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‘The Tempest’ review

  • Theatre, Shakespeare
  • 3 out of 5 stars
  • Recommended

Time Out says

3 out of 5 stars

Gorgeous but slightly uneven promenade production of Shakespeare’s late magical classic

If there’s one thing Londoners can count on in summer, it’s open-air theatre. A lot of open-air theatre. But it’s one thing to watch a play under the stars, and another entirely to be immersed in a production that makes the most of an unconventional environment. It’s for this reason that Iris Theatre’s ‘The Tempest’ – brought to life in the lush gardens of St Paul’s Church in Covent Garden – is so much fun, despite its unevenness.

Partially, this is down to the promenade structure of Daniel Winder’s production of Shakespeare’s magical late play. Audiences are invited to follow the action through four locations – three in the garden, and one inside the church.

There’s no point in cringing when Jamie Newall’s magician Prospero first instructs audiences to ‘Go, follow!’ in a show filled with magic – including some fun sleight-of-hand involving floating recorders and disappearing food – surrendering to the conceit is compulsory.

Besides, the decision to keep things moving (literally) allows set designer Mike Leopold and lighting designer Benjamin Polya to flex their muscles. The visual aesthetic is heavily based on opulent seventeenth-century masques, which makes perfect sense given that Inigo Jones, St Paul’s architect, was a leading designer of these royal soirees. In the outdoor scenes, thick vines snake around multi-levelled set pieces that evoke ruined royal palaces. A soundscape of running water and birdsong (by Filipe Gomes) fills the space so naturally that it blends with the sounds of the garden. And when we enter the church in Act 4’s masque scene, coloured haze and overhead projections elevate the experience to its most ethereal.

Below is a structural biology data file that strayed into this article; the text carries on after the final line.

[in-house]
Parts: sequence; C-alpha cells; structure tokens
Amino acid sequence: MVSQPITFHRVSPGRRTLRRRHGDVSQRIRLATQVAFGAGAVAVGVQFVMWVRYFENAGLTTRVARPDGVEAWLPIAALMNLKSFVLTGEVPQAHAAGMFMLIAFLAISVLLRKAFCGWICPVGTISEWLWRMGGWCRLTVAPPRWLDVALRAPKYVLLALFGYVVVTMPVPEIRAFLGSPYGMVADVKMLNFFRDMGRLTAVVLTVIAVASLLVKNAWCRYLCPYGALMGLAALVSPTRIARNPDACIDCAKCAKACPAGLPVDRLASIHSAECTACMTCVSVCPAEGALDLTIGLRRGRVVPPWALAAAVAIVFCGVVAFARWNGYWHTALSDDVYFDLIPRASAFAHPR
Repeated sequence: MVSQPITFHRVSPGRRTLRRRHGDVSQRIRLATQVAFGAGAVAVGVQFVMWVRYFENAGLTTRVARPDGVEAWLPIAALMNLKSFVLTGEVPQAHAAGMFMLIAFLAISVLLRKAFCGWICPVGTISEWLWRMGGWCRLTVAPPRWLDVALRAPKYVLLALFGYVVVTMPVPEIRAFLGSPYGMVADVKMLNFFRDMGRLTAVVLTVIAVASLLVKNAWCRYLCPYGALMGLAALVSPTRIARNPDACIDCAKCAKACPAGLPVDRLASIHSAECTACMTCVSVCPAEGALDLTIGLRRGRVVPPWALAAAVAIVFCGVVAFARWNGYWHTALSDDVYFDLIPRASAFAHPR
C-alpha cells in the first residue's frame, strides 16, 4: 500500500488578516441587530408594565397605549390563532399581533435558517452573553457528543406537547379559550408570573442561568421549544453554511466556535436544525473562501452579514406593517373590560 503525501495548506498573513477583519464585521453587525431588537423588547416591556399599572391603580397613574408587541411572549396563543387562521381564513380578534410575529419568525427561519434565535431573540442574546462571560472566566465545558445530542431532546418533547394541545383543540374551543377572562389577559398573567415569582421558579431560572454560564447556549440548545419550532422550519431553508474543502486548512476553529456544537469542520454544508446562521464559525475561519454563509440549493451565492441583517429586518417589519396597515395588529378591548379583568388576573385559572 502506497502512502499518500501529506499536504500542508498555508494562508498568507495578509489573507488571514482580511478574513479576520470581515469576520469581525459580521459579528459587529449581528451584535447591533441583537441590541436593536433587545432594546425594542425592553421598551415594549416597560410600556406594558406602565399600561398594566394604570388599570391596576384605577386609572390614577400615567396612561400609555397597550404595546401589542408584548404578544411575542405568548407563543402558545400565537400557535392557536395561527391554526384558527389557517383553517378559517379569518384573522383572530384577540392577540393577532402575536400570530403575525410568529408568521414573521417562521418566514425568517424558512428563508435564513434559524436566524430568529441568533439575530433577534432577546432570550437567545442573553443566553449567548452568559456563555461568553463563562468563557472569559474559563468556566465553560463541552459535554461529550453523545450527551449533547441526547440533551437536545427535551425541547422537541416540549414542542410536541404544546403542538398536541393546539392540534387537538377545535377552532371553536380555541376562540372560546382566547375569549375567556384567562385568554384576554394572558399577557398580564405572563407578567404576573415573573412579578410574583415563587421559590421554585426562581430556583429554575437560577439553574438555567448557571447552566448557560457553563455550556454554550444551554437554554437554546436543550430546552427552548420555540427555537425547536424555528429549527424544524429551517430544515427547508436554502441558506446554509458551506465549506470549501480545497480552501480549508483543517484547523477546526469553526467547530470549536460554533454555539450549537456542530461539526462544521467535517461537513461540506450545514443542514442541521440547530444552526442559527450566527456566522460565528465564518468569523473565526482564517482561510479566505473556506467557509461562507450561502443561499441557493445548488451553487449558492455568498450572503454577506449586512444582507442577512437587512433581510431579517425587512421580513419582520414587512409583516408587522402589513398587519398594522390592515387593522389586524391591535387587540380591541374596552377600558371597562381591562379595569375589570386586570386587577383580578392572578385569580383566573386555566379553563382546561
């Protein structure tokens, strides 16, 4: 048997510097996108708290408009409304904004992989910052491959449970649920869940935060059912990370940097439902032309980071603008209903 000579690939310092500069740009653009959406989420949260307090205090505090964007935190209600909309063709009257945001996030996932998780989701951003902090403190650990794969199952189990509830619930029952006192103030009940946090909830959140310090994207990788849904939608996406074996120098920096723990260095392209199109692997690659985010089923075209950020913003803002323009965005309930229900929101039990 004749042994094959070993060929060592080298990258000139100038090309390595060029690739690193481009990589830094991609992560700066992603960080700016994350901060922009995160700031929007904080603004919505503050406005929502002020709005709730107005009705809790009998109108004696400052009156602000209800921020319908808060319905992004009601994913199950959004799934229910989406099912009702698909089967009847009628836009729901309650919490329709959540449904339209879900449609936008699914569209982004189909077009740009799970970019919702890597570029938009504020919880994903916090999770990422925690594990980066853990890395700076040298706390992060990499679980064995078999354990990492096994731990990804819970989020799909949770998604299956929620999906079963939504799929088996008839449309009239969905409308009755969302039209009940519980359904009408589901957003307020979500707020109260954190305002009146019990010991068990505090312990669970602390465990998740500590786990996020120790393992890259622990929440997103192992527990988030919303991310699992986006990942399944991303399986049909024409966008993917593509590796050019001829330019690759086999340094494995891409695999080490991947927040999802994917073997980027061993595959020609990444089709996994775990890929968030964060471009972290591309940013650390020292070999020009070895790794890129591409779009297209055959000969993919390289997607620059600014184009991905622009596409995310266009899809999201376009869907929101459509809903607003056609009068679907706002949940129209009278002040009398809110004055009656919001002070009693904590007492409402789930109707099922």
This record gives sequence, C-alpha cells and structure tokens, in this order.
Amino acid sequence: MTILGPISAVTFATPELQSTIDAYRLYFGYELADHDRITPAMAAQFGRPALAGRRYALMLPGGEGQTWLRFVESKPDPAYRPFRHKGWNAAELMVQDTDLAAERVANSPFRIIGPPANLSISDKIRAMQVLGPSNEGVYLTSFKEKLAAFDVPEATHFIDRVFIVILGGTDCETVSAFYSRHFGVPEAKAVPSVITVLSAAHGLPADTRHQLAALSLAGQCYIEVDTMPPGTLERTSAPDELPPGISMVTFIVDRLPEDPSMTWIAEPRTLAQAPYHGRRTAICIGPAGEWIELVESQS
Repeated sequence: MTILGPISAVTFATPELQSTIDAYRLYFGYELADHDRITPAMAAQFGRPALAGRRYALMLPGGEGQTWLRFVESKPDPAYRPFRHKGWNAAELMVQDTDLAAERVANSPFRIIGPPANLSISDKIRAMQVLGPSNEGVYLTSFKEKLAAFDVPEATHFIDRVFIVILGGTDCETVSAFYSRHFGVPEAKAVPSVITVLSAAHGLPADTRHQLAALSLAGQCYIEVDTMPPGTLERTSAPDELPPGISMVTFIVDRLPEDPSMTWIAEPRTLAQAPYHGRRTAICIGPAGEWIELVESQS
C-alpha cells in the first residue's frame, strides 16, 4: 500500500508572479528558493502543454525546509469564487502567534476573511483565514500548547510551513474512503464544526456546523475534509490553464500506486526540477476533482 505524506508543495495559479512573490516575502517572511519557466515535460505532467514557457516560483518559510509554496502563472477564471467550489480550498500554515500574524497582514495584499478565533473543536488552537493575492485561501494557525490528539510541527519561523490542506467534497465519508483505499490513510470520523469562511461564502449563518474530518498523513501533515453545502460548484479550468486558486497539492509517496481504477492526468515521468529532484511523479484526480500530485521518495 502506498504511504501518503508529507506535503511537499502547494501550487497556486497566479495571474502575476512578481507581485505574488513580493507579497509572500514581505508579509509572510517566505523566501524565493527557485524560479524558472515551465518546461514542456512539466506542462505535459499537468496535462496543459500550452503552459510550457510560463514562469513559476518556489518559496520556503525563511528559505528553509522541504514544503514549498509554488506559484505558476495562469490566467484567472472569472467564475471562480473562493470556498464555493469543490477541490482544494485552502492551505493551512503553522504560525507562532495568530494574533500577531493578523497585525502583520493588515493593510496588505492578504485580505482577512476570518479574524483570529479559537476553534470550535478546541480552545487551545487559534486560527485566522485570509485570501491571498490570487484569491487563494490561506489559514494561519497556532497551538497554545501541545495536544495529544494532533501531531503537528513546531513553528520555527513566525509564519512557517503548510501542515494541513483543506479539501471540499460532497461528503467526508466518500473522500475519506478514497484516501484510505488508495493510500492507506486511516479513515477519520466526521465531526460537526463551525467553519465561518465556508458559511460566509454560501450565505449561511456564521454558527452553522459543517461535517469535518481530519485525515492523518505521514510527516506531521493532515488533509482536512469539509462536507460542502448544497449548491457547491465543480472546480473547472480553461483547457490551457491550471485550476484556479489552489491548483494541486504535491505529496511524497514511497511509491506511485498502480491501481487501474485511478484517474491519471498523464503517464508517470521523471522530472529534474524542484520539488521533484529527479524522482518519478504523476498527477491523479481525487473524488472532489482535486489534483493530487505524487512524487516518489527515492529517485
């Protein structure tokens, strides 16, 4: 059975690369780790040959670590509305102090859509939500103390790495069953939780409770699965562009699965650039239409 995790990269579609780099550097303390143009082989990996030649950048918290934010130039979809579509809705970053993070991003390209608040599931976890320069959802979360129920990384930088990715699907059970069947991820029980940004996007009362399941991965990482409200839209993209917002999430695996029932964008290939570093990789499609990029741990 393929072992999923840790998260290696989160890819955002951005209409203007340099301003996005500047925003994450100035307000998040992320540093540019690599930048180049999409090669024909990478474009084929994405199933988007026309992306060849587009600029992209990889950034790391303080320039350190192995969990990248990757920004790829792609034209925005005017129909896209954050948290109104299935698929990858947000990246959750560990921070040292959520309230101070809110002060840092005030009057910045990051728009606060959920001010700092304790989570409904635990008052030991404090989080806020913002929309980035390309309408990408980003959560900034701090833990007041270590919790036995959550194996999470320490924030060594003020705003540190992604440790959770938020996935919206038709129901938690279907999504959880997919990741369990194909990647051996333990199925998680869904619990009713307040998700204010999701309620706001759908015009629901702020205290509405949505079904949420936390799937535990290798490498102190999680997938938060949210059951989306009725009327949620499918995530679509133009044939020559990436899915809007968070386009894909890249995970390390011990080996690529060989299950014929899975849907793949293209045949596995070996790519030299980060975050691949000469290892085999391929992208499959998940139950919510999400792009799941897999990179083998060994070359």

The spell isn’t infallible, though. It doesn’t help that the actors need to compete with boisterous Covent Garden – often a losing battle. Without the promenade structure, and some nuanced directing from Winder, I’m not sure that the production could have maintained its vitality. Performances are hit and miss; the liveliest scenes involve light relief comedy characters Trinculo (Paul Brendan) and Stephano (Reginald Edwards) drinking and singing their way around the island that Prospero has shipwrecked them on. The very multi-talented Charlotte Christensen shines and shows off her operatic training as Prospero’s energetic, bird-like spirit Ariel, and watching her take on a menacing gravitas in the creepy banquet scene is thrilling.

But the way that the show deals with the two leads – Prospero (Newall) and his daughter Miranda (Joanne Thomson) – is a weak point. While Thomson veers into overacting, Newall doesn’t make much of an impression at all. Prospero is one of Shakespeare’s most complex and enigmatic characters; he’s a loving father, yet insufferably paternalistic, and he’s a forgiving ruler, yet a brutal coloniser and slave owner. There’s not much about Newall’s performance here that makes him likeable, but it’s also frustratingly difficult to be interested.

That said, it is a real treat to get join Iris Theatre on this adventure through one of the city’s most beautiful church gardens. Dress-up fans are invited to come in seventeenth-century masque garb, which would surely only make the experience more magical.  

Rose Johnstone
Written by
Rose Johnstone


£20, £15 concs. Runs 2hr 30min
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